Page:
FIG. 3b is a graph of wavelength versus amplitude of the reflection spectrum wherein branch 1 is broken to simulate a fault and no fault is present in branch 2.

DETAILED DESCRIPTION

Referring now to FIG. 1a, a network is shown having an input path 12 coupled to an erbium doped fiber amplifier (EDFA) 14. An optical isolator 16 is coupled to the output of the EDFA 14 for preventing unwanted back reflections from entering the output end of the amplifier. A 3-port optical circulator 18, via ports 1 and 2, optically couples light exiting the isolator 16 with a 1N splitter 19 which splits an input optical signal into N signals paths. Alternatively, the optical circulator 18 can be replaced with an optical coupler (not shown). Further, when the optical circulator 18 is used in place of an optical coupler, the optical isolator 16 may in some instances be removed where adequate isolation is provided by the circulator 18. As is shown in the example of the figure, the signal paths are of varying lengths L1=4.4 km, L2=8.8 km, . . . LN-1 and LN. The N optical signal paths are equipped to be monitored and each have a fiber Bragg grating (FBG) designed to reflect a different wavelength of incident light in the form of a unique test signal backwards towards the optical circulator 18. For example the grating 22 is designed to reflect light of wavelength λ1 backwards and to pass light of other wavelengths of light incident upon it; the second grating 24 is designed to reflect light of wavelength λ2 incident upon it, and to pass other wavelengths of light. A wavelength division multiplexing (WDM) receiver 20 is coupled to port 3 of the optical circulator 18 for receiving and detecting signal strength of reflected ASE light reflected from any of the gratings 22 . . . 28.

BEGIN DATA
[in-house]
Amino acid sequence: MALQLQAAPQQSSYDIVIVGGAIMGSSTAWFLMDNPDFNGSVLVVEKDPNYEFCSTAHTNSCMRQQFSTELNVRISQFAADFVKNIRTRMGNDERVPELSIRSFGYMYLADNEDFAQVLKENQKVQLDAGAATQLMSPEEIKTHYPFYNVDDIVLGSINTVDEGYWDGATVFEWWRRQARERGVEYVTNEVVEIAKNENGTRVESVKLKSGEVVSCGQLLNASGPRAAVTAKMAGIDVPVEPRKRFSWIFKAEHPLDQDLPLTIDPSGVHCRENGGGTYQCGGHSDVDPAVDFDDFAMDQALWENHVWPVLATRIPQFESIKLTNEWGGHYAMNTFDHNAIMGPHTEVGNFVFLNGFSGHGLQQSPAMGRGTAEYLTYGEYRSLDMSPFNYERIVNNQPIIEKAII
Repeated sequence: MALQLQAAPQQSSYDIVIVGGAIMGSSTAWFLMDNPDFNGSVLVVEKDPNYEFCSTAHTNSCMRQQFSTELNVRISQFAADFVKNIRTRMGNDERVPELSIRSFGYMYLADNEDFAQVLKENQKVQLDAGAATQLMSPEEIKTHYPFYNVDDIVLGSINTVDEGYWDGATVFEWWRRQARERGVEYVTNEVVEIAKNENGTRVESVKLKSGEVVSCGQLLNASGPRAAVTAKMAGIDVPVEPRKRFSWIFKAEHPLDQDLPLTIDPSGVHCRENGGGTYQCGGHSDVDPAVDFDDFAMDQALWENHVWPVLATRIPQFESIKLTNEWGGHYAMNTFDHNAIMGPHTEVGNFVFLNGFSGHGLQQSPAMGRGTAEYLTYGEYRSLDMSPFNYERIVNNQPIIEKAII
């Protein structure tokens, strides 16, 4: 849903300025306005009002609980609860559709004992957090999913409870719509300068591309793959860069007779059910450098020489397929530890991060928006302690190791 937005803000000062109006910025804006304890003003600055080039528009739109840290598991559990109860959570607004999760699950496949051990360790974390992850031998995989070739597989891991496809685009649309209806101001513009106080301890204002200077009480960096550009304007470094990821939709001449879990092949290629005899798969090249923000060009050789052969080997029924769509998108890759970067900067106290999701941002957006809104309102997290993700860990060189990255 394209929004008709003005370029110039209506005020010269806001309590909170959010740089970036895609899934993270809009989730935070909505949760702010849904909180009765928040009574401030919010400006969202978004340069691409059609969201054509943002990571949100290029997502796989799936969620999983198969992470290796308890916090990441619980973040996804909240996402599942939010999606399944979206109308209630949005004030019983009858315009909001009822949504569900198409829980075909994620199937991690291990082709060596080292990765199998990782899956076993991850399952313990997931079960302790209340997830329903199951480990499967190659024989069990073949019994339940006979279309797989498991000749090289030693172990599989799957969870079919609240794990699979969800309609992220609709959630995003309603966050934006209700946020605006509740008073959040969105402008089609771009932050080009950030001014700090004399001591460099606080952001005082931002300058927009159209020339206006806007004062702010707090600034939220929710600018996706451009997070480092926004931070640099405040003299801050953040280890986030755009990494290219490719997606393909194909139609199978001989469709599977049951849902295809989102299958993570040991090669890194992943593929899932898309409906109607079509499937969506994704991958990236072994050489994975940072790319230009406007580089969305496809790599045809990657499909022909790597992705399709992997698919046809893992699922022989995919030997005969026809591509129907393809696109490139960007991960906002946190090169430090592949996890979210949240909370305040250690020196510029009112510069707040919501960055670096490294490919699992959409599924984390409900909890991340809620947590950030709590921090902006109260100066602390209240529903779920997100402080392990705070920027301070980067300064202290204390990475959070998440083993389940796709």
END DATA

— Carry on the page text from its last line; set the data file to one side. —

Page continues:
In operation the EDFA's 14 residual amplified spontaneous emission (ASE) power is utilized as a broadband light source to provide constant monitoring signals. The fiber Bragg gratings 22, 24 . . . 28 are placed at strategic, predetermined locations on different branches for example grating 22 on a first branch, grating 24 on a second branch, an so on, and are used to "slice and reflect" the ASE power at wavelengths outside the signal/traffic wavelengths of (1525-1540 nm and 1556-1566 nm). Since each FBG is designed to reflect a different centre wavelength, each of the N-branches can be monitored constantly and simultaneously by detecting the reflected power level of the corresponding wavelength without suspending or adversely affecting the in service data channels.

By way of example, the following experiment was performed wherein FBGs were designed to have centre wavelengths for λ1 and λ2 equal to 1557.5 nm and 1559 nm respectively. Branches N-1 and N for this 4 branch experiment were left unmonitored. The 3-dB bandwidth and reflectivity of each FBG was 0.9 nm and 90% respectively. The insertion loss and the directivity from the amplifier 14 output to the monitoring WDM receiver 20 of the circulator 18 was 1 dB and 60 dB, respectively.

A signal was launched into input fibre 12, comprising two data channels at 1550 nm and 1545 nm with transmitted power 4 dBm prior to splitting. The output ASE power was approximately -20 dBm at the wavelengths λ1 and λ2. FIG. 3 shows the transmitted power at branch 1 after grating 22. The notch at a wavelength of λ1=1557.5 nm indicates that the ASE power at this wavelength is reflected back to the circulator 18. FIG. 3a illustrates the reflected spectrum with no faults in either branch 1 or branch 2. ASE power at both wavelengths λ1 and λ2 is received at the circulator 18. As a means of simulating the fault identification process, the fibre of branch 1 was intentionally disconnected from the network and the reflected spectrum is shown in FIG. 3b. The drop in reflected power at λ1 is about 6 dB at a wavelength of λ1 received at the circulator port 3, indicating a fault at branch 1; and, residual ASE spectrum shown in FIG. 3b is due to the broadband back-scattered light from the fault.